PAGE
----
I arrive at Yellow Sun Hostel on March 3rd. The hostel is located just outside of Kampot proper, roughly twenty minutes by motorbike. The reviews mention the road being in bad shape, and I am reminded of the many people that have warned me about riding my bike into Cambodia. “The roads are really bad,” they’ve said. Well I know I’ve only seen about 50 kilometers of it so far, but it seems okay to me. When I reach the stretch of road that will lead me to Yellow Sun, I pause, double check the map, and laugh. Ha, you’ve obviously spoken too soon. The road is corrugated and absolutely riddled with potholes. As tuk tuks and motorbikes rattle past, plumes of dust swirl around us. I wonder for a moment whether it is worth it, but the reviews online speak volumes. “The road is terrible, but the hostel is amazing.” I snap my helmet shut to keep out the dust and decide that this is just another part of the adventure. I am immensely glad that I do.
Yellow Sun turns out to be the next perfect place to get stuck (in the very best way) and I end up spending a total of two weeks there.
I treat myself to two nights in one of the riverside private rooms and quickly realize that this place and these people simply require more time. I book into a dorm room for a few days, and with each day that passes, I find myself extending my stay again, and again and again.
Our days alongside that river float by with the greatest ease. Dave, the hostel manager is witty and I quickly settle into a routine of bar-side banter with him. The group of volunteers working for free accommodation is equally lovely, and soon enough, we have a little family going. Between cleaning shifts and check ins, we drink beers, play games and swim in the river. We nap in hammocks and I watch the sunset every single day. Once in a while, we pile into tuk tuks or onto an assortment of rented and borrowed motorbikes and head into the Kampot for food or to go to the “cinema.” I am surprised and delighted to find that the cinema is no more than a bar that happens to have acquired a huge cache of pirated movies that you can pay to watch. Only in Cambodia.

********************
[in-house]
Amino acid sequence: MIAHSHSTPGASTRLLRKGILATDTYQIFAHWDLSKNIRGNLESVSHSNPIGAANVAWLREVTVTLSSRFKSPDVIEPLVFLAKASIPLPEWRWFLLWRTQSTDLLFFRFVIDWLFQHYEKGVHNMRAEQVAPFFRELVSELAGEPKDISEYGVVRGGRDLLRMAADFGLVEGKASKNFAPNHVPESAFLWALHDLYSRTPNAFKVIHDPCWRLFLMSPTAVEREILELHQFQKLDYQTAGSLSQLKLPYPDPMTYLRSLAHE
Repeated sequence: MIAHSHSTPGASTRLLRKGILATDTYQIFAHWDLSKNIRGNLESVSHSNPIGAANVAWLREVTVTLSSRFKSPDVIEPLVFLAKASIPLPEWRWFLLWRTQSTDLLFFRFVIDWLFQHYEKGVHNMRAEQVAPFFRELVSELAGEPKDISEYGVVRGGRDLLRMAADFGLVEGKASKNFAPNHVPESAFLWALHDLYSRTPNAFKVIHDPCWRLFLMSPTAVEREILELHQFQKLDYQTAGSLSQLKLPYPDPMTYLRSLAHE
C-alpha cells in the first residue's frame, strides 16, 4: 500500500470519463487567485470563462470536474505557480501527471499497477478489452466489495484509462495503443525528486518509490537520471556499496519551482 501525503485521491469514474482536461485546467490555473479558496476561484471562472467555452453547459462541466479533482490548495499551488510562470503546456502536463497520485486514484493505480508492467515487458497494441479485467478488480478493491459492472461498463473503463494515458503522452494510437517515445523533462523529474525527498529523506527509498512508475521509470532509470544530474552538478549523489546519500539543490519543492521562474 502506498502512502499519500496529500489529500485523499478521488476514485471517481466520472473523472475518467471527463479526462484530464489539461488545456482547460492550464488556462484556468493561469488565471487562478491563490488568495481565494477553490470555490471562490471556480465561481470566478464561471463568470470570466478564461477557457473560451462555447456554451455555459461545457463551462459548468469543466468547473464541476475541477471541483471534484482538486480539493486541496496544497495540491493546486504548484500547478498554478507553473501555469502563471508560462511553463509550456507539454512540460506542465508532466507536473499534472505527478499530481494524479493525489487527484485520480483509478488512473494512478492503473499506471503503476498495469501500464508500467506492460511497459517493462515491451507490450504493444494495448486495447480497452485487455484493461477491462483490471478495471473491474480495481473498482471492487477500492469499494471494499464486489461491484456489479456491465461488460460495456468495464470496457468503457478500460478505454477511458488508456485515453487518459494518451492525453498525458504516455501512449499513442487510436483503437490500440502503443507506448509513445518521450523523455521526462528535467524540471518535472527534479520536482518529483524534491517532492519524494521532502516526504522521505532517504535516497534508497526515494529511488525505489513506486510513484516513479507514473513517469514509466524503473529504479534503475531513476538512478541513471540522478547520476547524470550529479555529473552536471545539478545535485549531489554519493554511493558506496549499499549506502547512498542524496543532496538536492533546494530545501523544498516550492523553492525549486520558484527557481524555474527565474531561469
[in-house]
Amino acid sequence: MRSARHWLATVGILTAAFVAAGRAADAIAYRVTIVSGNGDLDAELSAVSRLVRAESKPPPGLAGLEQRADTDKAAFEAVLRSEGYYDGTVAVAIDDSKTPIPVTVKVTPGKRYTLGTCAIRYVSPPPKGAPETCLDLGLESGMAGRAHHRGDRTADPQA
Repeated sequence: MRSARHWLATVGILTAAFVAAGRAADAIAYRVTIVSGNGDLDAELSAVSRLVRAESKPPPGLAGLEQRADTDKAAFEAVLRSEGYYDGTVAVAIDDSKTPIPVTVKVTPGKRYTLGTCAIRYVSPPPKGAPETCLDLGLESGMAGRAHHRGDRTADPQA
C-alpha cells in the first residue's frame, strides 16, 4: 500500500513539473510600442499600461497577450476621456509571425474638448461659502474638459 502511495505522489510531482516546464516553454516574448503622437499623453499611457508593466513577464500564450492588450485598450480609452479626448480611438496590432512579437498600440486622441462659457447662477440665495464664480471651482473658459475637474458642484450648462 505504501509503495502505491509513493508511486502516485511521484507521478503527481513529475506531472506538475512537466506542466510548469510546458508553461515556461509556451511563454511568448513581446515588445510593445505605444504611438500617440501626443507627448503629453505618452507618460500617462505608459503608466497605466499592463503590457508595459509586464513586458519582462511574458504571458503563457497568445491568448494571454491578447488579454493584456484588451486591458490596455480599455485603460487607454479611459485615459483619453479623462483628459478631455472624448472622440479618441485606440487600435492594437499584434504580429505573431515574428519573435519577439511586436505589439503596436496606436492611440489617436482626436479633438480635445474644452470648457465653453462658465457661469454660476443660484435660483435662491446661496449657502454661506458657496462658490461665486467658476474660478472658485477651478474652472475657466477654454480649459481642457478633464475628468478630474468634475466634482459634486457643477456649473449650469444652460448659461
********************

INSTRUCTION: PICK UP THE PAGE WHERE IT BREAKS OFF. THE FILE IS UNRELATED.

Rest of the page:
It’s absolute bliss and as the days go by, chipping away at my one month visa here in Cambodia, I realize that I could easily spend the entire month here. But I had plans for this country. I wanted a road trip, I wanted to go on an adventure, and I begin to feel that I am copping out. So I tell everyone (again) that I am going to check out. This time, I tell them, I mean it.
I make the effort to do some sight seeing around Kampot before I go. We visit the Bokor National Park. We go in search of an abandoned zoo (which we never find). We visit La Plantage, a pepper plantation famous for the Kampot pepper. I meet up with friends from Vietnam.
In the meantime I finally hatch a concrete plan to leave. I will head to Sihanoukville and take the ferry to the small island of Koh Rong Sanloem. A friend I met in Laos in December is working there, as are some friends I met at Yellow Sun. Visiting a Cambodian island I had never heard of before sounds like a pretty good next adventure, right? And just like that, I force myself to go.
I have said it before and I will say it again: if there is one thing I have learned during my travels it is that relationships take on an entirely different intensity out here. When you meet people and suddenly spend every waking moment with them, there is a bonding that takes place there that is so swift and can be so deep, you simply can’t compare it to the experience of knowing someone for that same amount of time back home. And so by the time my two weeks in Kampot come to an end, it is with yet another heaviness. Yet another goodbye that I wish I didn’t have to say. And so we do what I have come to know well.
We pile onto our motorbikes for a quest into Kampot, and we come home with matching tattoos. And it is silly and it is wonderful and it makes me feel alive. And the little wonky heart etched into my arm tells a story. Not just a story of two weeks at a riverside oasis. Rather, it tells the story of another family found abroad, even if just for a little while.